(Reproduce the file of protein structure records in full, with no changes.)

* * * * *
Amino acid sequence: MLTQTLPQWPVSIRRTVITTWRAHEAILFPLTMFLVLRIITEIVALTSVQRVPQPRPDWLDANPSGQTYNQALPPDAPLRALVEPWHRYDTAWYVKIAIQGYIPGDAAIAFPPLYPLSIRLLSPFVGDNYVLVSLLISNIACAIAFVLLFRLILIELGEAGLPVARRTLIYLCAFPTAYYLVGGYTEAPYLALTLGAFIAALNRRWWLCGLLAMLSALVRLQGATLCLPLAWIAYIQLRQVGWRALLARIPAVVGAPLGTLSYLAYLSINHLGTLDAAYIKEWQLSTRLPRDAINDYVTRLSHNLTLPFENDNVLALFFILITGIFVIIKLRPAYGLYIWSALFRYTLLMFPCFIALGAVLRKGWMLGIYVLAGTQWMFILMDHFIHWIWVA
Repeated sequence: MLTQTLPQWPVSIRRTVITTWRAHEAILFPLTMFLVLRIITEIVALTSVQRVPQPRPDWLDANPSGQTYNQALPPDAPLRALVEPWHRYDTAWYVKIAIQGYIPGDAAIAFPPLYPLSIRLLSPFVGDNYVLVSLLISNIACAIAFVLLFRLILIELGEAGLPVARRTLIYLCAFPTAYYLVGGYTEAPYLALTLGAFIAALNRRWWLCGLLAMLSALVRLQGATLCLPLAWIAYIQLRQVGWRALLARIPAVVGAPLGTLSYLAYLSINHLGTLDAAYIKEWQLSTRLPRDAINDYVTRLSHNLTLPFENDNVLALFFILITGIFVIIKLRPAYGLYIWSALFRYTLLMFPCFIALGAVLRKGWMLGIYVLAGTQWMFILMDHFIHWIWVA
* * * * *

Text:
Amino acid sequence: MLTQTLPQWPVSIRRTVITTWRAHEAILFPLTMFLVLRIITEIVALTSVQRVPQPRPDWLDANPSGQTYNQALPPDAPLRALVEPWHRYDTAWYVKIAIQGYIPGDAAIAFPPLYPLSIRLLSPFVGDNYVLVSLLISNIACAIAFVLLFRLILIELGEAGLPVARRTLIYLCAFPTAYYLVGGYTEAPYLALTLGAFIAALNRRWWLCGLLAMLSALVRLQGATLCLPLAWIAYIQLRQVGWRALLARIPAVVGAPLGTLSYLAYLSINHLGTLDAAYIKEWQLSTRLPRDAINDYVTRLSHNLTLPFENDNVLALFFILITGIFVIIKLRPAYGLYIWSALFRYTLLMFPCFIALGAVLRKGWMLGIYVLAGTQWMFILMDHFIHWIWVA
Repeated sequence: MLTQTLPQWPVSIRRTVITTWRAHEAILFPLTMFLVLRIITEIVALTSVQRVPQPRPDWLDANPSGQTYNQALPPDAPLRALVEPWHRYDTAWYVKIAIQGYIPGDAAIAFPPLYPLSIRLLSPFVGDNYVLVSLLISNIACAIAFVLLFRLILIELGEAGLPVARRTLIYLCAFPTAYYLVGGYTEAPYLALTLGAFIAALNRRWWLCGLLAMLSALVRLQGATLCLPLAWIAYIQLRQVGWRALLARIPAVVGAPLGTLSYLAYLSINHLGTLDAAYIKEWQLSTRLPRDAINDYVTRLSHNLTLPFENDNVLALFFILITGIFVIIKLRPAYGLYIWSALFRYTLLMFPCFIALGAVLRKGWMLGIYVLAGTQWMFILMDHFIHWIWVA